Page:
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Johannesburg – Gunfire and gunfights are not unusual in Tripoli, but even so, a random shooting by a lone gunman in the Libyan capital as Libyans prepared for the holy Muslim Holiday of Eid Al Adha sowed panic on the streets.

On Wednesday, a reporter from the Libya Herald reported seeing a gunman opening fire in the Libyan capital Tripoli .

The unnamed reporter said the shooting happened in a busy street in what appeared to be a perfectly normal setting, at the crossroads in Tripoli’s Fashloom district, just by the traffic lights.

A couple of police cars belonging to central security were parked nearby. The police sometimes stop cars and ask motorists for their documents and sometimes they direct the traffic.

Suddenly people started running away in panic as cars drove rapidly away from where the shooting was coming from.

“I was buying bread from the busy bakery but within what seemed just a second, it was full of frightened people. Women and children were screaming,” said the Herald reporter.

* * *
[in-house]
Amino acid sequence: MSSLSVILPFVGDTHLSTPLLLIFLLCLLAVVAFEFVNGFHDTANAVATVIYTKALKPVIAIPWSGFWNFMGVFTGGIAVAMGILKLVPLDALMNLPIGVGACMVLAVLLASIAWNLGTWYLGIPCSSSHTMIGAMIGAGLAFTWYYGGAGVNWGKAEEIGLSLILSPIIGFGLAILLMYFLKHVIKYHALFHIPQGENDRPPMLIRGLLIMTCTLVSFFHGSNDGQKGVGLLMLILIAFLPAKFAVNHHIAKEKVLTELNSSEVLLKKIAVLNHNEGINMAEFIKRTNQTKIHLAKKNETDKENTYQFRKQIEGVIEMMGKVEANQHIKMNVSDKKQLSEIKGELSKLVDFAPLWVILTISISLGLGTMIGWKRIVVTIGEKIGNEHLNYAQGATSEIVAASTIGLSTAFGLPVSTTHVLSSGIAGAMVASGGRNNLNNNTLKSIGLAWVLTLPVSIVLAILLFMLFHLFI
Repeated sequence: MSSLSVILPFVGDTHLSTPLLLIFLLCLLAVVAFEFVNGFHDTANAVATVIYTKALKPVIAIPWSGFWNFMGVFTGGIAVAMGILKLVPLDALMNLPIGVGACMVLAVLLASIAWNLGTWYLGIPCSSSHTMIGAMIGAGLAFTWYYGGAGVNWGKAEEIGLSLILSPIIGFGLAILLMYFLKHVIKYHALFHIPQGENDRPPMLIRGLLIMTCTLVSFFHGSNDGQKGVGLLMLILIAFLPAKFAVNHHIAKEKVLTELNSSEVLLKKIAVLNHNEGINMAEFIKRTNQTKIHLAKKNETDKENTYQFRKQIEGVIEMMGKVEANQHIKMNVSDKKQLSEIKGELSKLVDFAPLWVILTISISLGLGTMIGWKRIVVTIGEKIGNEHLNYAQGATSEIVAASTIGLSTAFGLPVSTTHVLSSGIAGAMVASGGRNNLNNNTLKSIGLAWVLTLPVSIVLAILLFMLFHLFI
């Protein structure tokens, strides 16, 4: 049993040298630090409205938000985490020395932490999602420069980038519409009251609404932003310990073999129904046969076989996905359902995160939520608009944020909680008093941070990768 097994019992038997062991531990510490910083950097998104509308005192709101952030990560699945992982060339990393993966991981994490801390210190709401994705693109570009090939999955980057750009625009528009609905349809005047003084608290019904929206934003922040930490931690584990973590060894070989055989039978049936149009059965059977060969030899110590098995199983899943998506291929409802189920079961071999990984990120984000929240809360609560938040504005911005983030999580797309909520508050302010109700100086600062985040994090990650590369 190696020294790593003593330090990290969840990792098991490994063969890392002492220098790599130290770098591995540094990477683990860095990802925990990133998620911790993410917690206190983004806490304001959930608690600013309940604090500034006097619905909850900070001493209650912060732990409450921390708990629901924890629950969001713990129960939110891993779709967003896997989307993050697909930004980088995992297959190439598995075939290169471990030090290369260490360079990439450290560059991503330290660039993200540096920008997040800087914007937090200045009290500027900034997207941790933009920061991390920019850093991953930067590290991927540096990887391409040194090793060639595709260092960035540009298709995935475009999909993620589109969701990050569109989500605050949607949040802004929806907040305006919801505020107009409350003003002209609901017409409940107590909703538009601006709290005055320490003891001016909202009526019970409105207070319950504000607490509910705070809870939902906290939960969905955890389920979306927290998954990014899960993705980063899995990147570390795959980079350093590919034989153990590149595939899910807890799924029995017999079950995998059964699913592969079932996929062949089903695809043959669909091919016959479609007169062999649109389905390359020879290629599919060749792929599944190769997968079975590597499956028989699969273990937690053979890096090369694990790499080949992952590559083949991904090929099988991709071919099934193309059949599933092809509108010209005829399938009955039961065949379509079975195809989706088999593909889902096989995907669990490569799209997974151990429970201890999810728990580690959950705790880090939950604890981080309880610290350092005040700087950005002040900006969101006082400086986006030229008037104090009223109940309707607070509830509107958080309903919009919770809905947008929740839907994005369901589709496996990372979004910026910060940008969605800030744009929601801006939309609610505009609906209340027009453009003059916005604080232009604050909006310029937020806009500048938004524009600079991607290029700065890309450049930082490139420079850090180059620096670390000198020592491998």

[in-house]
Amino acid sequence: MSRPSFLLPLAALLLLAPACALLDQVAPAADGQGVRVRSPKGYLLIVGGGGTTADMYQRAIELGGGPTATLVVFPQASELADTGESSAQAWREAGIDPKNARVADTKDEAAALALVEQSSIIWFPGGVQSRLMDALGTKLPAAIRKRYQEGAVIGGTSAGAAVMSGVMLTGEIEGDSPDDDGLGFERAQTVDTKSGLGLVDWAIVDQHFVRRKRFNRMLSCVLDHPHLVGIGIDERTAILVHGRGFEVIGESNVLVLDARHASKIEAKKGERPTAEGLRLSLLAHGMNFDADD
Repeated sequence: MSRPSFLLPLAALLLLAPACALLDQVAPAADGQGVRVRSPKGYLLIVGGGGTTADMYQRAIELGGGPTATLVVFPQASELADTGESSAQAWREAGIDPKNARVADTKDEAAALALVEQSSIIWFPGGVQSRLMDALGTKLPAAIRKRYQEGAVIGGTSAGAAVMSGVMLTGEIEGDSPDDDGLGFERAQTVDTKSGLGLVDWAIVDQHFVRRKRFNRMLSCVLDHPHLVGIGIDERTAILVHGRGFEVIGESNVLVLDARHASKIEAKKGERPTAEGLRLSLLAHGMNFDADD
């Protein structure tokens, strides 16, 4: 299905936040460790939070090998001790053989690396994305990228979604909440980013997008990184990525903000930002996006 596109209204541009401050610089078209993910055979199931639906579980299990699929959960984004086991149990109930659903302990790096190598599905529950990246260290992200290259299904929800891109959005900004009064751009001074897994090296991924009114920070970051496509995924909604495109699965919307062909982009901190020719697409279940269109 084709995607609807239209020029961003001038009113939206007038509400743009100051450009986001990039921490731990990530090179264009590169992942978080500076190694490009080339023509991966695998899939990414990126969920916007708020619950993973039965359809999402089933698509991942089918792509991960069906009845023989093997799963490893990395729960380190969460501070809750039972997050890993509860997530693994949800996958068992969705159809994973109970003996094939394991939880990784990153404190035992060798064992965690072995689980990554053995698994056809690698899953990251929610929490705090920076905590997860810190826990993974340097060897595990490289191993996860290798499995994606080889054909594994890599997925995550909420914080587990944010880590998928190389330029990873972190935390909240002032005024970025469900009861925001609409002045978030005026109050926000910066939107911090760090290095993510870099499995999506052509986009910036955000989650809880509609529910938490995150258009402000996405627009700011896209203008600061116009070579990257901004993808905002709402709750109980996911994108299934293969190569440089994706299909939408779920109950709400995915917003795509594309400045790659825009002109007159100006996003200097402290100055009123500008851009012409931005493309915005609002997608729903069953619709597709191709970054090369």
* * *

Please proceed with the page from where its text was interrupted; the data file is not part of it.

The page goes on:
Men dressed in civilian clothing carrying heavy weapons then began chasing an armed man in front of National and Commercial Bank just next to the traffic lights.

“I then saw three people, seemingly civilians, but with weapons, trying to control the man. Nearby three or four women, trapped in their car, were screaming as shooting was very near their vehicle,” he added.

The armed civilians then shot the gunman in the leg and he was subsequently overpowered as security men shouted at people to leave the area.

The police, however, did not get involved and had already vanished from the scene by the time the gunman was overpowered.

The whole incident took about 20 minutes, from beginning to end, and then the area was left deserted.

Fortunately, nobody apart from the gunman was injured in the violence and the reason for him opening fire remained unclear.

“It was just another incident in Tripoli,” the journalist remarked.

Afterwards, one local focused his anger about the situation on the UN and its new envoy Ghassan Salamé.

“The new envoy of UN to Libya needs to think before claiming that in Tripoli and in other parts of the country the security situation has improved. Does the UN have a different definition of security?”

Violence, he said bitterly, remained a constant fact of life in Tripoli because of the warring militias.